More than a million homes and businesses in South Carolina and North Carolina were without power, and at least four sections of I-95 — the main artery linking the East Coast from Florida to Maine — were closed in North Carolina. Earlier closings in Georgia were canceled by this morning. Some customers could be in the dark for a week in North Carolina, according to CBS Raleigh affiliate WNCN-TV.
“Our city is just not equipped to handle such mass destruction,” Fayetteville resident Tifany Robinson Williams told Trade Only Today on Sunday. “Even the military base has road closures. My girlfriend is without power. She put a claim in with her insurance company for loss of food. She can't get out of her town to come to my house for a reprieve. I drove to four gas stations before I could find gas. Not raining, sun is shining, but still very chaotic.”
According to The National Weather Service, the Tar River in Greenville, N.C., could reach its second-highest crest on record, and its highest crest since Hurricane Floyd (29.7 feet) by the middle of this week.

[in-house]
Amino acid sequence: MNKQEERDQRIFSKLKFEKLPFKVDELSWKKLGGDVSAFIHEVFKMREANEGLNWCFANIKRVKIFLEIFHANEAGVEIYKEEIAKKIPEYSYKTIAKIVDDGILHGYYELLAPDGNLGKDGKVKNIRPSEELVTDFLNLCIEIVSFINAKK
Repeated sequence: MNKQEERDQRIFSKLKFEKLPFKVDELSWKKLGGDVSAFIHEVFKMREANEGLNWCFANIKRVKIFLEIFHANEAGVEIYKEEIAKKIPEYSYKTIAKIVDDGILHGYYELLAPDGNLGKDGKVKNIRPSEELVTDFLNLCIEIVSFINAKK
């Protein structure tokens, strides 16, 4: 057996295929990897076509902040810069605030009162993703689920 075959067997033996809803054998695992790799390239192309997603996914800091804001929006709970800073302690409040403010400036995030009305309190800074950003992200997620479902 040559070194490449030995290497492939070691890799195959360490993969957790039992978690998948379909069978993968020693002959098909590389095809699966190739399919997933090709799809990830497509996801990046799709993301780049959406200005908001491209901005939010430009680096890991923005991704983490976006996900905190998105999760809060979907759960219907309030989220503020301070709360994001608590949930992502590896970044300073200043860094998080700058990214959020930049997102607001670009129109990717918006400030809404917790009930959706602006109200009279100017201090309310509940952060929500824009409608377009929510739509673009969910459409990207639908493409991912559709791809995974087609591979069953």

Florida Gov. Rick Scott took an aerial tour of Duval County and surveyed damage to a beach near Jacksonville, according to CNN.
Scott said the damage he saw — beach erosion and washed-out roads — was "unbelievable," but he was relieved that Matthew stayed largely off Florida's shores.
"If it had a direct-impact hit, it would have been a lot worse for our families," he told CNN affiliate WJAX.
Scott said about 132,000 homes are without power, but the cleanup was proceeding quickly in areas hit by the storm. His goal was to get most schools and businesses open on Monday, he said.
During the hurricane stormwater rushed through streets, making roads look more like rivers in parts of Jacksonville, Merritt Island, Fleming Island and other Florida communities.
Florida struggled with the rising water, rain and strong winds. Meteorologists said the storm surge was more than 4 feet in some areas.
Part of the Jacksonville Beach Pier washed away Friday morning, according to CNN affiliate WFOX/WJAX. The original pier was washed away during Hurricane Floyd and rebuilt a few years later, the station said.
“The storm stayed far enough offshore so all we saw here was strong tropical-storm winds — 50 to 60 mph — and a lot of rain,” Joe Lewis of Mount Dora Boating Center and Marina in Mount Dora, Fla., told Trade Only Today. “Had it turned out differently, we were ready. We planned for the worst by putting anything that moves away.”
South Carolina Gov. Nikki Haley said Sunday that evacuation orders had been lifted in Charleston, Dorchester, Berkeley and Colleton counties. But evacuation orders remained in Beaufort, Georgetown, Horry and Jasper counties on Sunday.